• Bicarbonate (HCO3)


1. Treat the underlying condition.
Low hemoglobin levels may indicate that the body is not making enough red blood cells (RBCs), that RBCs are destroyed more rapidly than they are produced, or that there has been significant blood loss. Managing the underlying cause can treat the impaired gas exchange caused by low hemoglobin.

2. Place the patient in a High-Fowler position.
High Fowler’s or an upright position improves gas exchange by maximizing lung expansion.

3. Apply oxygen as ordered.
Oxygen treatment can improve perfusion to tissues and alleviate the symptoms of dyspnea and anxiety.

4. Administer blood products as needed.
Depending on the cause of low hemoglobin, the patient may require blood transfusions to increase hemoglobin levels and relieve impaired gas exchange.

5. Prepare for the possible use of airway devices and mechanical ventilators.
Insert an airway device (such as an endotracheal tube) if breathing difficulties persist. Mechanical ventilators can facilitate gas exchange if supplemental oxygen is not enough.

Risk for Bleeding

Patients may experience low hemoglobin as a result of bleeding or coagulation abnormalities.

Nursing Diagnosis: Risk for Bleeding

  • Low hemoglobin 
  • Trauma
  • Surgical intervention
  • Sickle cell anemia
  • Internal bleeding

As evidenced by:

A risk diagnosis is not evidenced by signs and symptoms, as the problem has not occurred yet, and nursing interventions are directed at the prevention of signs and symptoms.

Expected outcomes:

  • Patient will discuss and demonstrate interventions to prevent bleeding. 
  • Patient will demonstrate hemoglobin, hematocrit, and coagulation values within acceptable limits.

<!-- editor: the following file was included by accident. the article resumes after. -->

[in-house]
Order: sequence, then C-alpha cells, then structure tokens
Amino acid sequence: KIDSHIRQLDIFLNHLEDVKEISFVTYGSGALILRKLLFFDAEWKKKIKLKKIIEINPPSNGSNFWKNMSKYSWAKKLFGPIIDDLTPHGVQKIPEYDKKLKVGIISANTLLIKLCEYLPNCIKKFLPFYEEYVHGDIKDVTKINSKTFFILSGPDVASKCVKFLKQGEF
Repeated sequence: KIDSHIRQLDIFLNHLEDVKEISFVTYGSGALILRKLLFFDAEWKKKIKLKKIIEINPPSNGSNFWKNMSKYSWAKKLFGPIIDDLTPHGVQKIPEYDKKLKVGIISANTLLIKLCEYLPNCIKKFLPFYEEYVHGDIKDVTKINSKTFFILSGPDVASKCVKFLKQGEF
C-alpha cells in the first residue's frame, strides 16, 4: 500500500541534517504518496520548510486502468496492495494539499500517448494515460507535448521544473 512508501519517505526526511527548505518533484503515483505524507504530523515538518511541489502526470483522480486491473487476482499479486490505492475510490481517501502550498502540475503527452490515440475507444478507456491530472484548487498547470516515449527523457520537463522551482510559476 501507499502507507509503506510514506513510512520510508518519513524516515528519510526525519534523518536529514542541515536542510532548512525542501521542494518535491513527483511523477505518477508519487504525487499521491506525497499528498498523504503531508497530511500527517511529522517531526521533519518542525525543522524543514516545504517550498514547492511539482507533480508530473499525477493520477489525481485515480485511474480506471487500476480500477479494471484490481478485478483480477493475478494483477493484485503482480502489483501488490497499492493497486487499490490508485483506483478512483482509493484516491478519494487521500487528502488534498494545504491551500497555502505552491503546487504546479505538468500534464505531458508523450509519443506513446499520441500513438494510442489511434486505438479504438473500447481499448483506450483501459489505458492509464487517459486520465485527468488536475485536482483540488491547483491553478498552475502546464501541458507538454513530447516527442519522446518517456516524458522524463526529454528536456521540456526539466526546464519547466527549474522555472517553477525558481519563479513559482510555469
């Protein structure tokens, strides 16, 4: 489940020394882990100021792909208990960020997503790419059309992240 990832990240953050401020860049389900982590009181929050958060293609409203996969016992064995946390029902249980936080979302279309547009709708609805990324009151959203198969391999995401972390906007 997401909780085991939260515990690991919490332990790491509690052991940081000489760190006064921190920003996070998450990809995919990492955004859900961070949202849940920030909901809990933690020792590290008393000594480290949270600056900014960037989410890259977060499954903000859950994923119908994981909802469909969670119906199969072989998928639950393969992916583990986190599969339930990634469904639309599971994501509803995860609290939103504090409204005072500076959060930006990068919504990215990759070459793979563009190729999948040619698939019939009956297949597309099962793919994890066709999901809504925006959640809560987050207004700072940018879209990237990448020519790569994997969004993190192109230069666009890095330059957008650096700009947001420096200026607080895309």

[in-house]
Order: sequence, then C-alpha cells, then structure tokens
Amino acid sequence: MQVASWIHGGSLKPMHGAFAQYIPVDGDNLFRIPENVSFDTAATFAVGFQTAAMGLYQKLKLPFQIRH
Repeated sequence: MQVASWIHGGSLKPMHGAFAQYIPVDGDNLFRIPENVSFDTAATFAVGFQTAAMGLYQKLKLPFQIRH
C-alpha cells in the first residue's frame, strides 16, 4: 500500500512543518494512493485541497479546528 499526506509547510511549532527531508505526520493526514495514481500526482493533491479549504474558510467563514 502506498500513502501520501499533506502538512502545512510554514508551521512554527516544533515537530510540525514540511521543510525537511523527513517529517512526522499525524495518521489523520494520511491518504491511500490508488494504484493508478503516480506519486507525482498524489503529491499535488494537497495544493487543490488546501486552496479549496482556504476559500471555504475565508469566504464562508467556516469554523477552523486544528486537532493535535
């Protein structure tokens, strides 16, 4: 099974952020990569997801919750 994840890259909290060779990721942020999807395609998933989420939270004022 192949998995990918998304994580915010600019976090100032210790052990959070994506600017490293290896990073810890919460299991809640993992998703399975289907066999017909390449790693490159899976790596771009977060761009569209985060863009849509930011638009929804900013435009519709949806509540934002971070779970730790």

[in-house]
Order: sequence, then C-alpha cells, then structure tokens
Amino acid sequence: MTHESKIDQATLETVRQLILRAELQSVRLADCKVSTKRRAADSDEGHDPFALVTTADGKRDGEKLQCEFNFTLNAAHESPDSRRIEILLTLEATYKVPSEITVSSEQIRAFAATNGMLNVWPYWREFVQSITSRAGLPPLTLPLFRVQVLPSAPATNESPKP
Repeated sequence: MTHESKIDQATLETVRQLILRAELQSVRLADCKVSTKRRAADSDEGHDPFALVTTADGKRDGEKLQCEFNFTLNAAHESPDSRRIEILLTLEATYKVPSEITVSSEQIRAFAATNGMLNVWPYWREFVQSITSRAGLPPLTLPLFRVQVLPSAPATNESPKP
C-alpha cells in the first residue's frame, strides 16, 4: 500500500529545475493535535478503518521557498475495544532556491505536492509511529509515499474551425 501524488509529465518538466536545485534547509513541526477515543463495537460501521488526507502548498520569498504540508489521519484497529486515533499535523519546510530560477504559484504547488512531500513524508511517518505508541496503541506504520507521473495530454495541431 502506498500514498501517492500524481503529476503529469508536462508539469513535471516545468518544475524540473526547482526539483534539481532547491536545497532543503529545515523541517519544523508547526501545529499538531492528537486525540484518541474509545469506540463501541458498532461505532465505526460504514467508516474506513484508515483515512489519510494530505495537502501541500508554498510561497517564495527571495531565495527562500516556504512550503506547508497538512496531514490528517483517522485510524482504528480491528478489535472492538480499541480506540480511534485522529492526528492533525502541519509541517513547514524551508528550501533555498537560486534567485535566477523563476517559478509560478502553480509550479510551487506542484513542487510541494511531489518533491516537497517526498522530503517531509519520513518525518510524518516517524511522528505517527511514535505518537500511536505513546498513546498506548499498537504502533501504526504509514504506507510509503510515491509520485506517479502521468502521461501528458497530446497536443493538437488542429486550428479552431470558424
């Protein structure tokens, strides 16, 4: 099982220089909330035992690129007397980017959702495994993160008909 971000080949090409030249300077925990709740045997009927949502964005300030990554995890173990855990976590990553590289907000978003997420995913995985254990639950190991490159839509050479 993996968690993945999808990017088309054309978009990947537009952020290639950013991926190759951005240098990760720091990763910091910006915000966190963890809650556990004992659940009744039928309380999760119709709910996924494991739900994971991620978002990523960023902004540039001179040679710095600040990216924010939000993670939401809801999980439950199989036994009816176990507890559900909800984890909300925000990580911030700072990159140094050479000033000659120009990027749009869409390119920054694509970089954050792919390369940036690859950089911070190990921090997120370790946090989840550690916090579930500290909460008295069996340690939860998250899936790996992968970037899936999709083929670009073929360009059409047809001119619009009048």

1. Assess for any signs of bleeding.
Bruising or hematomas, blood in the stool or urine, pallor, dizziness, tachycardia, or hypotension are signs of bleeding.

2. Assess and monitor laboratory values.
Low hemoglobin, hematocrit, platelet count, and alterations in PT/aPTT levels can signal issues with bleeding.


1. Educate the patient about bleeding precautions.
Bleeding precautions like using a soft toothbrush and the use of an electric shaver instead of a razor can decrease the risk of spontaneous bleeding.

2. Apply pressure over the site as appropriate when bleeding occurs.
Bleeding can be stopped by applying pressure to allow blood to clot.

3. Administer blood products as indicated.
A blood transfusion may be indicated for patients with low hemoglobin and bleeding.

4. Locate the cause and stop the bleeding.
Early identification and intervention through imaging, procedures, or surgery can prevent internal bleeding and worsening complications.


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Maegan Wagner is a registered nurse with over 10 years of healthcare experience. She earned her BSN at Western Governors University. Her nursing career has led her through many different specialties including inpatient acute care, hospice, home health, case management, travel nursing, and telehealth, but her passion lies in educating through writing for other healthcare professionals and the general public.